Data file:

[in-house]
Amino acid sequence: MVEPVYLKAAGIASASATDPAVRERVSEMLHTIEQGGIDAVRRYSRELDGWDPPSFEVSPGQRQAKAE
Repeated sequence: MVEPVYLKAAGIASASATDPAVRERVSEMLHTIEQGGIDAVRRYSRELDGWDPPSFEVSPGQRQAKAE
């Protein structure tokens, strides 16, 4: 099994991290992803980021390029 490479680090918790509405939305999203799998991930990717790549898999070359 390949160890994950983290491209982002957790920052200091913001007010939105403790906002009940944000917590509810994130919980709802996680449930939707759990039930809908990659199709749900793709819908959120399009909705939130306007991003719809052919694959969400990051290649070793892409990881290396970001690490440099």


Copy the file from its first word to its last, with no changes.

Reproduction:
[in-house]
Amino acid sequence: MVEPVYLKAAGIASASATDPAVRERVSEMLHTIEQGGIDAVRRYSRELDGWDPPSFEVSPGQRQAKAE
Repeated sequence: MVEPVYLKAAGIASASATDPAVRERVSEMLHTIEQGGIDAVRRYSRELDGWDPPSFEVSPGQRQAKAE
């Protein structure tokens, strides 16, 4: 099994991290992803980021390029 490479680090918790509405939305999203799998991930990717790549898999070359 390949160890994950983290491209982002957790920052200091913001007010939105403790906002009940944000917590509810994130919980709802996680449930939707759990039930809908990659199709749900793709819908959120399009909705939130306007991003719809052919694959969400990051290649070793892409990881290396970001690490440099």